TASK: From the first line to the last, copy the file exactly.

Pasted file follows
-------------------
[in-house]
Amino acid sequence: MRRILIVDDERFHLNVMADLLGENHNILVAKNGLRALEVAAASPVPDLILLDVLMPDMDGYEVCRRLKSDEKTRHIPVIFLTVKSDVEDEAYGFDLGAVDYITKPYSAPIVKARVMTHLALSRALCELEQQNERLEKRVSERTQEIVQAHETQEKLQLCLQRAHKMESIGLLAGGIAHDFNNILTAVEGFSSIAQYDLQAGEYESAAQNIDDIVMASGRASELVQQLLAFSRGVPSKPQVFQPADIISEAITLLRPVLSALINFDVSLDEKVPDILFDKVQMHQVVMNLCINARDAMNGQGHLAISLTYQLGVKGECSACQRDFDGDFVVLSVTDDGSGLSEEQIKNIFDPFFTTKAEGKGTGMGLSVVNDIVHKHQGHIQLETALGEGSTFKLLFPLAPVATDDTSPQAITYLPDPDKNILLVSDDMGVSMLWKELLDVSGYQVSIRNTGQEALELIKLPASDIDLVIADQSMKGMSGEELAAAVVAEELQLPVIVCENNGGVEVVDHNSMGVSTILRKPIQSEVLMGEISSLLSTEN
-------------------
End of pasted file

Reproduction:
[in-house]
Amino acid sequence: MRRILIVDDERFHLNVMADLLGENHNILVAKNGLRALEVAAASPVPDLILLDVLMPDMDGYEVCRRLKSDEKTRHIPVIFLTVKSDVEDEAYGFDLGAVDYITKPYSAPIVKARVMTHLALSRALCELEQQNERLEKRVSERTQEIVQAHETQEKLQLCLQRAHKMESIGLLAGGIAHDFNNILTAVEGFSSIAQYDLQAGEYESAAQNIDDIVMASGRASELVQQLLAFSRGVPSKPQVFQPADIISEAITLLRPVLSALINFDVSLDEKVPDILFDKVQMHQVVMNLCINARDAMNGQGHLAISLTYQLGVKGECSACQRDFDGDFVVLSVTDDGSGLSEEQIKNIFDPFFTTKAEGKGTGMGLSVVNDIVHKHQGHIQLETALGEGSTFKLLFPLAPVATDDTSPQAITYLPDPDKNILLVSDDMGVSMLWKELLDVSGYQVSIRNTGQEALELIKLPASDIDLVIADQSMKGMSGEELAAAVVAEELQLPVIVCENNGGVEVVDHNSMGVSTILRKPIQSEVLMGEISSLLSTEN